26 April 2011

While I was away: BNP in further meltdown tragedy (HAHAHAHAHAHAHAHAHAHAHA)

Last year the BNP Gained 563,000 votes nationwide (1.9% of the vote – up from 0.7% in 2005). Mercifully none of these votes contributed to the election of an MP. While the BNP gained over 563.000 votes too many it was a significant reduction on the 6.2% share the party gained at the European Parliamentary elections the previous year (which was sufficient to send party leader Nick Griffin and some other Neanderthal to Brussels/Strasbourg).

Je good news last year was in the local council elections where only two of their 28 councillors who were up for re-election where returned. The biggest defeat was in my neighbouring borough Barking & Dagenham where all twelve BNP councillors were given the boot.

It is with absolutely no sadness whatsoever to read in the Guardian last week that the BNP’s position this year looks to be even worse. A string of defections and a parlous financial situation would see it come close to oblivion.

Dozens of prominent figures have either been suspended or have resigned and in the past few weeks several former members have announced they are to stand for rival far-right and nationalist organisations. As a result the BNP is standing around 250 candidates in next month's elections, compared with around 700 in the equivalent polls in 2007.

To make things worse the Electoral Commission has announced that the party had "failed to comply with the legal requirement to keep adequate financial records" for the second year running.

"The position of the party is extremely dire," said Professor Matthew Goodwin, from Nottingham University, an expert on far-right politics. "The defections and rebellions are going strong and we have seen a whole host of key figures leave to join other far-right groups … Nick Griffin is becoming increasingly isolated."

"There is growing anger within the party because there was a period when it looked like Nick Griffin may have been able to force the BNP into the political mainstream," said a spokesman for the anti-racist campaign Hope not Hate. "But it is clear Nick Griffin will himself be the BNP's nemesis. His mismanagement, arrogance and dictatorial leadership have dragged his own party off a political cliff."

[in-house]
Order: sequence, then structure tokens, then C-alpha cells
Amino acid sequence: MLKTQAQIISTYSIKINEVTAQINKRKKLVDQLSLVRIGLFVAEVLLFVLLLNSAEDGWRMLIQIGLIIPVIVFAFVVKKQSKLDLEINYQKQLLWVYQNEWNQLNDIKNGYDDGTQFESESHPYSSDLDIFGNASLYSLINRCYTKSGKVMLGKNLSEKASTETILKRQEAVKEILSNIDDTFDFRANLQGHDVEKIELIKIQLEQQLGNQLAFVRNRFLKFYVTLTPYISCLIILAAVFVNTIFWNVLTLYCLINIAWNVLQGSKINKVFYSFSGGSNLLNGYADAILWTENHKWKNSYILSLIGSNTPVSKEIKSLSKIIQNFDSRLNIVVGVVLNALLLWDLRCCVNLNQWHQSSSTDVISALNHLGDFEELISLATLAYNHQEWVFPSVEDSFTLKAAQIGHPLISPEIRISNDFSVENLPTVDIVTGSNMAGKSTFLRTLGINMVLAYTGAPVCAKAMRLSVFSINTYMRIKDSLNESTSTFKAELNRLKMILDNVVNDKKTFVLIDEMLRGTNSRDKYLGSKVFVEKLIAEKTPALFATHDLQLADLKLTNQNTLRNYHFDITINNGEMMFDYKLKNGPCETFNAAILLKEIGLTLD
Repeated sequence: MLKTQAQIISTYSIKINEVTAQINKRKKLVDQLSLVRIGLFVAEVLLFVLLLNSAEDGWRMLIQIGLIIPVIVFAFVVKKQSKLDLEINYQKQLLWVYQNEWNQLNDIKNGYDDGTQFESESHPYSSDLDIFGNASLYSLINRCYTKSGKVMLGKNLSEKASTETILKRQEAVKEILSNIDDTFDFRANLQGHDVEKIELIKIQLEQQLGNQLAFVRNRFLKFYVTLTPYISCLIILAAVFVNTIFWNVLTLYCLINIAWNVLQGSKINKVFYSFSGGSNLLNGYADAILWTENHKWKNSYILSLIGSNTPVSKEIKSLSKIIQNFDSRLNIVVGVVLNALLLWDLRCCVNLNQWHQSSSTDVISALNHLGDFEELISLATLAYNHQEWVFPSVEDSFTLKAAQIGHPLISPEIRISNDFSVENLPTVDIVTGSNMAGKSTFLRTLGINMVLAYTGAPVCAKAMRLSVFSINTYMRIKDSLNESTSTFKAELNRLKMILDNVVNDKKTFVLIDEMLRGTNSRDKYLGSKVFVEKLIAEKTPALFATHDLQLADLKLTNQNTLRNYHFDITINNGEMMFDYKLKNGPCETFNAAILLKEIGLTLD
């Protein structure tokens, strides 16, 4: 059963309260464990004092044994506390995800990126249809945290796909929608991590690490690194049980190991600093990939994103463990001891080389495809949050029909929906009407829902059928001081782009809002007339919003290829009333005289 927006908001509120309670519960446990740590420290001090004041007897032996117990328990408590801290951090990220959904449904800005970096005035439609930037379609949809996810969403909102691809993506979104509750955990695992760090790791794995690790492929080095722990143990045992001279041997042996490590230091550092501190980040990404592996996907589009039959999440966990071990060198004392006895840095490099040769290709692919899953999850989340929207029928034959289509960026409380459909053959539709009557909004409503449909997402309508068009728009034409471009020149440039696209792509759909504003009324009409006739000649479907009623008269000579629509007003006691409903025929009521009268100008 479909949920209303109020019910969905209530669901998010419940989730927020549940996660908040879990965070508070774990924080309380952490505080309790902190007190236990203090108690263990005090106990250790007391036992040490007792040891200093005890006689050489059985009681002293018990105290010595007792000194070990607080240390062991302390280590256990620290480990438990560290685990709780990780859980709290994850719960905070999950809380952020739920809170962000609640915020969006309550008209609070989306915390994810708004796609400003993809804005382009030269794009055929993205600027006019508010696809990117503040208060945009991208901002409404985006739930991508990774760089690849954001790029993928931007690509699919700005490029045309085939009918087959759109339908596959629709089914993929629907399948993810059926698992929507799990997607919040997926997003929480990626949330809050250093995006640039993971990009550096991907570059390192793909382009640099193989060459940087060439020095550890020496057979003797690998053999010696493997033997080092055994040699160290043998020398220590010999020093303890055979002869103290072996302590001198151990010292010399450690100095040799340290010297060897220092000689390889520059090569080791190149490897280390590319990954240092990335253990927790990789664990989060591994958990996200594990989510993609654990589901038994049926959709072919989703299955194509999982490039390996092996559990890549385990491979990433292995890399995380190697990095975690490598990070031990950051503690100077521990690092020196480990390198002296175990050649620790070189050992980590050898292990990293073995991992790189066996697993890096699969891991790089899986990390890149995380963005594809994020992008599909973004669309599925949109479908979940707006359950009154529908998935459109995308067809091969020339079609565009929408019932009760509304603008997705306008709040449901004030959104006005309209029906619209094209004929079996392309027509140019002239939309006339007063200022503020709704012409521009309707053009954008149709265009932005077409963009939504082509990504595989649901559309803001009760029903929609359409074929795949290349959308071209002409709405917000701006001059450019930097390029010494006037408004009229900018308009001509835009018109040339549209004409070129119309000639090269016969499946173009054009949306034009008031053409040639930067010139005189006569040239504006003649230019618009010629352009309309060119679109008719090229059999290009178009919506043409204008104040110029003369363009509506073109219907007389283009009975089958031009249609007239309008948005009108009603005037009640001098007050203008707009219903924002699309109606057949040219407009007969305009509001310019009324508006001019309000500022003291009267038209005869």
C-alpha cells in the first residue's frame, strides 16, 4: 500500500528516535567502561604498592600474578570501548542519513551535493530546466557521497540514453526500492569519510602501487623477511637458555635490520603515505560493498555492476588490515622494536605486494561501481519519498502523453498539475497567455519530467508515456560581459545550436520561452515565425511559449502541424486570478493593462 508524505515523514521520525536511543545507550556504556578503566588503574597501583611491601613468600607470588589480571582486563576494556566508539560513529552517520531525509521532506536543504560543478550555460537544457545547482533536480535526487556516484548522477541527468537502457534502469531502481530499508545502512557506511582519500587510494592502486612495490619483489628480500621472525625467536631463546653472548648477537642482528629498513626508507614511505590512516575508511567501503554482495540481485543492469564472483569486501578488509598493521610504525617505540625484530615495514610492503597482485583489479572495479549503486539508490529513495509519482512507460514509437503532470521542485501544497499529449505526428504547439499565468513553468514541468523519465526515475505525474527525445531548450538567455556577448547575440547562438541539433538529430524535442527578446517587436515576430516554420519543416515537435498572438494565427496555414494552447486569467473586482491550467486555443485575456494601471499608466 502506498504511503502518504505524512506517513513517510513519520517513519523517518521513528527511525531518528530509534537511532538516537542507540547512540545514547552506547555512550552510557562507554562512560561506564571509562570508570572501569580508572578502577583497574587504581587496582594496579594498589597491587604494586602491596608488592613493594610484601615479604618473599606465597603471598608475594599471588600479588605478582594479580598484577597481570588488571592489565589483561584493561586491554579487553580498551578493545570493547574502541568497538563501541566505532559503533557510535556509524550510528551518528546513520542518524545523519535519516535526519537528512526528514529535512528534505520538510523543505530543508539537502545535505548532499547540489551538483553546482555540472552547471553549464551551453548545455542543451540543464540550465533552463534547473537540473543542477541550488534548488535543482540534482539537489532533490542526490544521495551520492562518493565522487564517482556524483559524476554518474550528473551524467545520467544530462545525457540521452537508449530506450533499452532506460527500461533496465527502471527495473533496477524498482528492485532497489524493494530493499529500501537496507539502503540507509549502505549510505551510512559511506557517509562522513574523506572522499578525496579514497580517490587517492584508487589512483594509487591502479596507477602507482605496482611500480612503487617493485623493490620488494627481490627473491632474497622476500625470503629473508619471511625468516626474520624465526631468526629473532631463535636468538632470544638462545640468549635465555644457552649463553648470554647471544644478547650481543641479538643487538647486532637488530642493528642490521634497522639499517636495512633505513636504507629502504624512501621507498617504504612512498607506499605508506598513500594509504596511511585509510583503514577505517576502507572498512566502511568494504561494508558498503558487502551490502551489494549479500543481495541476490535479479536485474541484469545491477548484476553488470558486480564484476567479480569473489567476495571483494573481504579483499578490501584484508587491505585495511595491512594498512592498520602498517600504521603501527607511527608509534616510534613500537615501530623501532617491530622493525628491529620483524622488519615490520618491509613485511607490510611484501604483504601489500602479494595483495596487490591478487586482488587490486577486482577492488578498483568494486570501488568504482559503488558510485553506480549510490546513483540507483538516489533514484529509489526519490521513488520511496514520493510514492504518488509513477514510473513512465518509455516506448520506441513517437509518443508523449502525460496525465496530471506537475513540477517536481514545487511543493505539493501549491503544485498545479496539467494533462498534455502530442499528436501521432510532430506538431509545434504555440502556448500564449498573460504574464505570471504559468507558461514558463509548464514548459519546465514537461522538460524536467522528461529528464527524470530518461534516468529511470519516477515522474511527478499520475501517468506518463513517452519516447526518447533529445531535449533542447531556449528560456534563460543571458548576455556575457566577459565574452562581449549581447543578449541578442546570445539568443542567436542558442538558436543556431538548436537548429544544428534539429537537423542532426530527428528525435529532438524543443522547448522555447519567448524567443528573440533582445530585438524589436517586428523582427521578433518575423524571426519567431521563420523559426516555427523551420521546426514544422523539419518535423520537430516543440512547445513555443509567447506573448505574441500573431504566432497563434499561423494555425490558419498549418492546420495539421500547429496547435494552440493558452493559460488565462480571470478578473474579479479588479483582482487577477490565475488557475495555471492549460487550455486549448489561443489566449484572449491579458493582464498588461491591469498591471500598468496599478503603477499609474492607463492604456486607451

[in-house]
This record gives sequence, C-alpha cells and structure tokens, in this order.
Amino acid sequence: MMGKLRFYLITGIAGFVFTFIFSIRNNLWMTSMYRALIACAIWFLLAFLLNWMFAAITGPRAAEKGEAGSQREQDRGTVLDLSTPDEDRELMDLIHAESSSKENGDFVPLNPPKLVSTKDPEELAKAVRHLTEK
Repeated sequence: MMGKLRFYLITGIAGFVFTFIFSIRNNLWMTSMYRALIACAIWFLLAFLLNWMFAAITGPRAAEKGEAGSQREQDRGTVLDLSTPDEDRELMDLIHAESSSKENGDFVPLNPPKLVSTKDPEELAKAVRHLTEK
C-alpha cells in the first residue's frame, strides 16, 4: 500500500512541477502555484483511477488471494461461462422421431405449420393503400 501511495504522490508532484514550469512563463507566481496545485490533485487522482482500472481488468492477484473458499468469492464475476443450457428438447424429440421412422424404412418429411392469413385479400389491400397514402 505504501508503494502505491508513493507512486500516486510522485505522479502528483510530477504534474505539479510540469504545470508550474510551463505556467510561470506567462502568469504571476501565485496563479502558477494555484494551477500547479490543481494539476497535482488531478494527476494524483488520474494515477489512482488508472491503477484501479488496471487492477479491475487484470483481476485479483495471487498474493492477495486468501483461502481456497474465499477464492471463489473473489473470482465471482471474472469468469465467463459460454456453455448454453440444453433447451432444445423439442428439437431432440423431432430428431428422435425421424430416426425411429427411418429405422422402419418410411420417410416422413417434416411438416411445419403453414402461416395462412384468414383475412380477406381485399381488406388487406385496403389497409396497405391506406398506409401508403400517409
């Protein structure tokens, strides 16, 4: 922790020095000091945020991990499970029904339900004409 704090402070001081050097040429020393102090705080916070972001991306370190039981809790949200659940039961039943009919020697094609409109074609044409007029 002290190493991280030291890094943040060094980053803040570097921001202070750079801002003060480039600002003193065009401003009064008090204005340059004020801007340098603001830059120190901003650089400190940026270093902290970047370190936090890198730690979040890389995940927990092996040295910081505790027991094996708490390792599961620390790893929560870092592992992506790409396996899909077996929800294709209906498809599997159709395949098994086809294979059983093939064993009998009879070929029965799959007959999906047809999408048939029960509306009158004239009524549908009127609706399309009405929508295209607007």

Analysts say BNP infighting has allowed other far-right and nationalist groups to come to the fore. Organisations such as the English Defence League, the English Democrats and the British Freedom party are now challenging the BNP, but perhaps its biggest threat is a resurgent UK Independence party, which beat both the Conservatives and Lib Dems to come second in a byelection in Barnsley last month.

"The activists that are frustrated with the incompetence of the BNP are going to the EDL or other rightwing factions and many [former voters] are going to Ukip if they want something more espectable," said Goodwin. "The BNP are being outflanked on all sides."

Here’s to seeing the BNP being crushed like a bug. No matter how “respectable” the party tries to appear, it never manages to hide it’s vile, racist heart for long. I hope too that the BNP’s end does not mean a breakthrough for another racist rabble,


Gledwood said...

Hmmm is the word "tragedy" misplaced in your headline? Perhaps "fully deserved disaster entertainment" would be better or at least more fun wording..!!

Francis Hunt said...

It is, of course, excellent news. General experience in Europe shows that there is about a 2% steady potential for real fascist extreme right-wing parties, which - while horrid - is not enough to really effect the political process. They last for one or two legislative periods and then dissolve as a result of their own lunacy.

Much more worrying, in my view, is the growing strength of parties which are just a tad less extreme, but still present a dangerously reactionary right-wing, nationalist agenda. To this group belong UKIP, along with the Freiheitliche in Austria, Le Pen's Front National in France, or the "Free Finns" (who will probably be part of the next Finnish government). Fidesz in Hungary recently obtained a two-third majority, which has enabled them to write a ghastly new constitution for the country, which contains very questionable items such as press control and restrictions of the rights of individual citizens to access to the courts regarding issues of constitutional rights.

They mirror in Europe many of the same memes which power the Teabaggers in the USA - railing against "big government" (often equated in Europe with the EU), hostility to immigrants and foreigners in general, etc. Within their ostensibly respectable ranks the more extreme can find a political home from which to poison the whole system from within.

I fear their growth will continue until they come to power in many places and then show their ineptitude. What's worrying about this is that the Nazis also initially came to power as a result of conventional democratic processes (even if they never achieved an overall majority). The Hungarian example shows the kind of damage they can do when they get their hands on the reins.

jams o donnell said...

I assure you that it is a very ironic tragedy Gledwood

It is good news. I am glad that the far right in the UK does not have the draw that it has in so many European countries. The likes of Jobbik, Vlaams Blok, Front National and so on sicken me to the stomach